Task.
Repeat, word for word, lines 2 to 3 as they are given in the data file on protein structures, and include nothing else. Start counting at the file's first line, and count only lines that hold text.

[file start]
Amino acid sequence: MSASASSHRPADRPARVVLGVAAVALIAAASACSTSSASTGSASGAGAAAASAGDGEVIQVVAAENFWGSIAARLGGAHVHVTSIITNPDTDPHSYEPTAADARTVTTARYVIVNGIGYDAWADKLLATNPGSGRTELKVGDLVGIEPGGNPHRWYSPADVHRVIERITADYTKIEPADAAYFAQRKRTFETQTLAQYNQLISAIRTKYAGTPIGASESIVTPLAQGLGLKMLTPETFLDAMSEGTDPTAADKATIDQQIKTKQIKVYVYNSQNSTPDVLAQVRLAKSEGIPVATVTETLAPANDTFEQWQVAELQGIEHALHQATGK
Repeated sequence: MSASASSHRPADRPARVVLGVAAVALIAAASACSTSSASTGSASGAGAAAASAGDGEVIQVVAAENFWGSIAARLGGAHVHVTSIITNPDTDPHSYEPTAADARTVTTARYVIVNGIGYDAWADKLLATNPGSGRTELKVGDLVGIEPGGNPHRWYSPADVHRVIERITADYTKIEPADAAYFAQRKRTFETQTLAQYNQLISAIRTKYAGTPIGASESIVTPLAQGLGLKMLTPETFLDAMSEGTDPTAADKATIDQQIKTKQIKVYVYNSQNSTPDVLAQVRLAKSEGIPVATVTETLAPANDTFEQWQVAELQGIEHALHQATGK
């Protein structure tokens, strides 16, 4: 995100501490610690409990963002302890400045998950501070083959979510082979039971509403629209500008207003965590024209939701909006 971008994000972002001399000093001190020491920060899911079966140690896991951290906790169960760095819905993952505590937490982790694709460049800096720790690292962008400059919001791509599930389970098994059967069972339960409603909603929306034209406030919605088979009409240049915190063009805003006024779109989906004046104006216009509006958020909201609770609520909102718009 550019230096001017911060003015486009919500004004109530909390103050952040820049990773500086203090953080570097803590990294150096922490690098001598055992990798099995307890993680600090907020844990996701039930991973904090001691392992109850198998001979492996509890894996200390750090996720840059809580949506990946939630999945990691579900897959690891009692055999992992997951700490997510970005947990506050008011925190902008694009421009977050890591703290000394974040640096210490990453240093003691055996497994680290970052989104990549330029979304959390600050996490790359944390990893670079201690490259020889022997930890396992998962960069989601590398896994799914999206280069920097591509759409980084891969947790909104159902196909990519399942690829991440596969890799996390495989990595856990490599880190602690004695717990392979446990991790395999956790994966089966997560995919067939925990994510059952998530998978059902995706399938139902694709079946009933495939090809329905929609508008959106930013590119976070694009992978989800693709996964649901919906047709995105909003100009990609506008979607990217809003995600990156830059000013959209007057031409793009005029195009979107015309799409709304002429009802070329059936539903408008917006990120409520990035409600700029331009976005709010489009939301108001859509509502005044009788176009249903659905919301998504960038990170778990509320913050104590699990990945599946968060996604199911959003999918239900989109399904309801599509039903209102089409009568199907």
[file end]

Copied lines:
Repeated sequence: MSASASSHRPADRPARVVLGVAAVALIAAASACSTSSASTGSASGAGAAAASAGDGEVIQVVAAENFWGSIAARLGGAHVHVTSIITNPDTDPHSYEPTAADARTVTTARYVIVNGIGYDAWADKLLATNPGSGRTELKVGDLVGIEPGGNPHRWYSPADVHRVIERITADYTKIEPADAAYFAQRKRTFETQTLAQYNQLISAIRTKYAGTPIGASESIVTPLAQGLGLKMLTPETFLDAMSEGTDPTAADKATIDQQIKTKQIKVYVYNSQNSTPDVLAQVRLAKSEGIPVATVTETLAPANDTFEQWQVAELQGIEHALHQATGK
């Protein structure tokens, strides 16, 4: 995100501490610690409990963002302890400045998950501070083959979510082979039971509403629209500008207003965590024209939701909006 971008994000972002001399000093001190020491920060899911079966140690896991951290906790169960760095819905993952505590937490982790694709460049800096720790690292962008400059919001791509599930389970098994059967069972339960409603909603929306034209406030919605088979009409240049915190063009805003006024779109989906004046104006216009509006958020909201609770609520909102718009 550019230096001017911060003015486009919500004004109530909390103050952040820049990773500086203090953080570097803590990294150096922490690098001598055992990798099995307890993680600090907020844990996701039930991973904090001691392992109850198998001979492996509890894996200390750090996720840059809580949506990946939630999945990691579900897959690891009692055999992992997951700490997510970005947990506050008011925190902008694009421009977050890591703290000394974040640096210490990453240093003691055996497994680290970052989104990549330029979304959390600050996490790359944390990893670079201690490259020889022997930890396992998962960069989601590398896994799914999206280069920097591509759409980084891969947790909104159902196909990519399942690829991440596969890799996390495989990595856990490599880190602690004695717990392979446990991790395999956790994966089966997560995919067939925990994510059952998530998978059902995706399938139902694709079946009933495939090809329905929609508008959106930013590119976070694009992978989800693709996964649901919906047709995105909003100009990609506008979607990217809003995600990156830059000013959209007057031409793009005029195009979107015309799409709304002429009802070329059936539903408008917006990120409520990035409600700029331009976005709010489009939301108001859509509502005044009788176009249903659905919301998504960038990170778990509320913050104590699990990945599946968060996604199911959003999918239900989109399904309801599509039903209102089409009568199907």